Time-lapse imaging: clearly useful to both laboratory personnel and patient outcomes versus just because we can doesn't mean we should

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Volume 109, Issue 4, Pages 584–591


Richard J. Paulson, M.D., M.S., David E. Reichman, M.D., Nikica Zaninovic, M.S., Ph.D., H.C.L.D., E.L.D., Linnea R. Goodman, M.D., Catherine Racowsky, Ph.D.


Over the last 50 years, embryo culture techniques for in vitro fertilization (IVF) have continued to evolve. The latest evolution raises a controversial question—whether culturing embryos in systems which allow for undisturbed time-lapse monitoring (TLM) improve our fundamental understanding of embryogenesis, and whether that understanding can reliably translate into improved clinical outcomes (1).

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Fertility and Sterility® is an international journal for obstetricians, gynecologists, reproductive endocrinologists, urologists, basic scientists and others who treat and investigate problems of infertility and human reproductive disorders. The journal publishes juried original scientific articles in clinical and laboratory research relevant to reproductive endocrinology, urology, andrology, physiology, immunology, genetics, contraception, and menopause. Fertility and Sterility® encourages and supports meaningful basic and clinical research, and facilitates and promotes excellence in professional education, in the field of reproductive medicine.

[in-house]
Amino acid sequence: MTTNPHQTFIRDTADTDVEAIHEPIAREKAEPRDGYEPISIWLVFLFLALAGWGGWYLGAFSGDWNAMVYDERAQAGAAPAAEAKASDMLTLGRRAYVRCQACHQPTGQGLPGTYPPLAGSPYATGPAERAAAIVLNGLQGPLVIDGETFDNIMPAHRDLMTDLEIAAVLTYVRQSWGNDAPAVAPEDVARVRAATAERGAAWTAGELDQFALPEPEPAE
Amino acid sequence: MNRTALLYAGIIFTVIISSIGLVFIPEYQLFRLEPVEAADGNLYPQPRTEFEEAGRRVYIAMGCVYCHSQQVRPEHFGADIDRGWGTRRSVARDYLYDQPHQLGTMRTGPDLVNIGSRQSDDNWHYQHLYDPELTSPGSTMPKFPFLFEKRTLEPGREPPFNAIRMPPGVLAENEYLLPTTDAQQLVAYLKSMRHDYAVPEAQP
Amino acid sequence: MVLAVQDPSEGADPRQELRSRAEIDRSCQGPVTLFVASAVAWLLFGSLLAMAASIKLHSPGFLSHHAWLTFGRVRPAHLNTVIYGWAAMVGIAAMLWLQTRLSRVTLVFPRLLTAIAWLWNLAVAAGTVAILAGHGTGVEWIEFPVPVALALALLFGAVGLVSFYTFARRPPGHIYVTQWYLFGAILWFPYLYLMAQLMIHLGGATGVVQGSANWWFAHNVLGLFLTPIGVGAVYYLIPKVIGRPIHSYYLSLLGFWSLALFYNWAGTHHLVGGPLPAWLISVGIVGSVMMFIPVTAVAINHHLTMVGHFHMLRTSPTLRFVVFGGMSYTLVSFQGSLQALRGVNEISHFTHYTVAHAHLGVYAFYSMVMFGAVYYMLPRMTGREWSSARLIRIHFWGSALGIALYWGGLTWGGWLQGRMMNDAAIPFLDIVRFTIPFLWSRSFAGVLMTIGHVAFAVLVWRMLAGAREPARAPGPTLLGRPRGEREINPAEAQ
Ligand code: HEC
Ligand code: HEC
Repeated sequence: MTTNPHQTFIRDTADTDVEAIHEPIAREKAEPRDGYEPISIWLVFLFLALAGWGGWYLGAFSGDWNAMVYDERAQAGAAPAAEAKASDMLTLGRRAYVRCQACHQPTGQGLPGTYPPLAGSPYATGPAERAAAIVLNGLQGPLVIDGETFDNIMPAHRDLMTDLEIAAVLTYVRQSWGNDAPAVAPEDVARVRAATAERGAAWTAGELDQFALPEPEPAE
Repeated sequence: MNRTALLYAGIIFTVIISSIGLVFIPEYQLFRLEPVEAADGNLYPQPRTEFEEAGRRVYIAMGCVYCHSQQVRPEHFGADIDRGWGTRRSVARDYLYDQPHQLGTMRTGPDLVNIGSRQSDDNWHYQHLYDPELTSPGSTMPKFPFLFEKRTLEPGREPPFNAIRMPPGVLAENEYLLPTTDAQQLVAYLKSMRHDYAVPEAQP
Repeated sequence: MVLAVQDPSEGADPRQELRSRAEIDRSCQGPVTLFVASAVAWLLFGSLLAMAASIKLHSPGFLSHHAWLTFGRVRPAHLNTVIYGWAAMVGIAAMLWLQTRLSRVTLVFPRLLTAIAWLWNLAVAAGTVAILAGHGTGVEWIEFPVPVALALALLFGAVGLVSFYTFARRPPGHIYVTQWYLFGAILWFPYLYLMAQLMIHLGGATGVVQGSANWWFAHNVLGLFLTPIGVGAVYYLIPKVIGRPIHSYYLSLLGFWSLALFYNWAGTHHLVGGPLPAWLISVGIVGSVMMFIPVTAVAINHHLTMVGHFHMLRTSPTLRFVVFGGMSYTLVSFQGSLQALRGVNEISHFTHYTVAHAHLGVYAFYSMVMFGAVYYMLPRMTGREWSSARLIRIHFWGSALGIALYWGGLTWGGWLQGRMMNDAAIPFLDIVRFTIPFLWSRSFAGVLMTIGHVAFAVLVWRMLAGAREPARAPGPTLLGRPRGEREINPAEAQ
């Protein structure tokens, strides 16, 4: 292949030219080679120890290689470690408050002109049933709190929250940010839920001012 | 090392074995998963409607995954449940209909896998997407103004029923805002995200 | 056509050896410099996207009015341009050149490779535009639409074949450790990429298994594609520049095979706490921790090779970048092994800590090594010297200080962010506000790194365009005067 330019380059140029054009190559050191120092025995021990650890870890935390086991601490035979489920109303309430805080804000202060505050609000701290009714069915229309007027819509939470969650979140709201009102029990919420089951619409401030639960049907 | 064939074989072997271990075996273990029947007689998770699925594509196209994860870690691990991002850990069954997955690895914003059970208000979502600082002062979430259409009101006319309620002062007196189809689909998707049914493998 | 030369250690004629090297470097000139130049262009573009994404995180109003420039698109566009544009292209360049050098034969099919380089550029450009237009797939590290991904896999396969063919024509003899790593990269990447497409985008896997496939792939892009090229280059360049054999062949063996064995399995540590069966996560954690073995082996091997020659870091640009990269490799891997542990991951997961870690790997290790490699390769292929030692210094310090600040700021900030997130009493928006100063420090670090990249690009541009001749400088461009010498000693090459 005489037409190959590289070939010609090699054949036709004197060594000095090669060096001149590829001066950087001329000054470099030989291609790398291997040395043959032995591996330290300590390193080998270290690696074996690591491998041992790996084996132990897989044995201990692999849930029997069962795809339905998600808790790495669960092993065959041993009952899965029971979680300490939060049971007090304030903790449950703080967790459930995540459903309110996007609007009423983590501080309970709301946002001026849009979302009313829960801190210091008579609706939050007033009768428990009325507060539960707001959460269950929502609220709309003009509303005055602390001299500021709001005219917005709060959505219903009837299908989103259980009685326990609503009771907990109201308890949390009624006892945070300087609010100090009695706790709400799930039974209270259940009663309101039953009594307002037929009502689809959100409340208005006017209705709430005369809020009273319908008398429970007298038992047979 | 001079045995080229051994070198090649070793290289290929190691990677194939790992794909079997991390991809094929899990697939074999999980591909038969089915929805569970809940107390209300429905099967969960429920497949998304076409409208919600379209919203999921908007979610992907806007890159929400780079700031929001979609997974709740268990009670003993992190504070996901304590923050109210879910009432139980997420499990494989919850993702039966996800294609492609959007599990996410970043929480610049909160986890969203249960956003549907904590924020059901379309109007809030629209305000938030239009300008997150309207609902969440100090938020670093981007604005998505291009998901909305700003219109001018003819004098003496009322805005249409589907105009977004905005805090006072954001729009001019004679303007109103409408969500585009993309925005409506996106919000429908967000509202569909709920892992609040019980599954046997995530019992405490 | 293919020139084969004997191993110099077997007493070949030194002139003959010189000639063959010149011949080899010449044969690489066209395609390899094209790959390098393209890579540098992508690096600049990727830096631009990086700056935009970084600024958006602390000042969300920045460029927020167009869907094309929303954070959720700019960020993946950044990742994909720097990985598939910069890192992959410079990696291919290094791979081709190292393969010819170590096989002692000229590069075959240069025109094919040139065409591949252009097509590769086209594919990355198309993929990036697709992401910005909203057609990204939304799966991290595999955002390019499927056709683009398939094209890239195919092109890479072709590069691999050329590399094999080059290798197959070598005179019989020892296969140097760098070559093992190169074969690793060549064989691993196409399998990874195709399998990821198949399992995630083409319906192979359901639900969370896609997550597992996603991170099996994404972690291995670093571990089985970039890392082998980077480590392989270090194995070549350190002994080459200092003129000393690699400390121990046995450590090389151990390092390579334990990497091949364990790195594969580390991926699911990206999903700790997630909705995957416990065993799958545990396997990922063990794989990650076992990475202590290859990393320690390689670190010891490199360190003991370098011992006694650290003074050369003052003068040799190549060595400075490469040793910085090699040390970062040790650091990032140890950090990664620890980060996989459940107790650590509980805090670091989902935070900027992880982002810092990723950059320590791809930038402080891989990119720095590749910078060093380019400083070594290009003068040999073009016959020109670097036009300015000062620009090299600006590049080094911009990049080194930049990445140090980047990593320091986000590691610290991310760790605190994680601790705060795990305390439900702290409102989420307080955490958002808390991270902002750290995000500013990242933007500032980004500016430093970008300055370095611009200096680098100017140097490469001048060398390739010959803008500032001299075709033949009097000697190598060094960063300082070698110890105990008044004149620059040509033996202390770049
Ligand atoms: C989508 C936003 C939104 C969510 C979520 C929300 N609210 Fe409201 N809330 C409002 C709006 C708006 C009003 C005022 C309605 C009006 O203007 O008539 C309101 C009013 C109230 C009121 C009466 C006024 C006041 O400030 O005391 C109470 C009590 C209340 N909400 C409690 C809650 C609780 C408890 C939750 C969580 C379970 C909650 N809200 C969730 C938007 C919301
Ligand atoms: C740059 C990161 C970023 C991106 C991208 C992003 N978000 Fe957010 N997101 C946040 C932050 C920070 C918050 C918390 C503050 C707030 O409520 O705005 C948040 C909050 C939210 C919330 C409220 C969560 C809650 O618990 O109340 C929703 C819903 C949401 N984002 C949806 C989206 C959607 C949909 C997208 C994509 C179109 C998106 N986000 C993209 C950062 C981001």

Go to the profile of Micah J Hill
Micah J Hill almost 3 years ago

Thank you for this fantastic review of time-lapse imaging.  Amazingly balanced, critical, insightful and succinct!    I know we need more data, but what is the authors gut feeling on the future of time-lapse imaging?  Mainstream and here to stay or another modality that falls to the curb?

Go to the profile of Richard J. Paulson
Richard J. Paulson almost 3 years ago

Thanks, Micah! It definitely adds information. Whether a lab adds that information may depend on whether it costs $1,000, $10,000 or $100,000.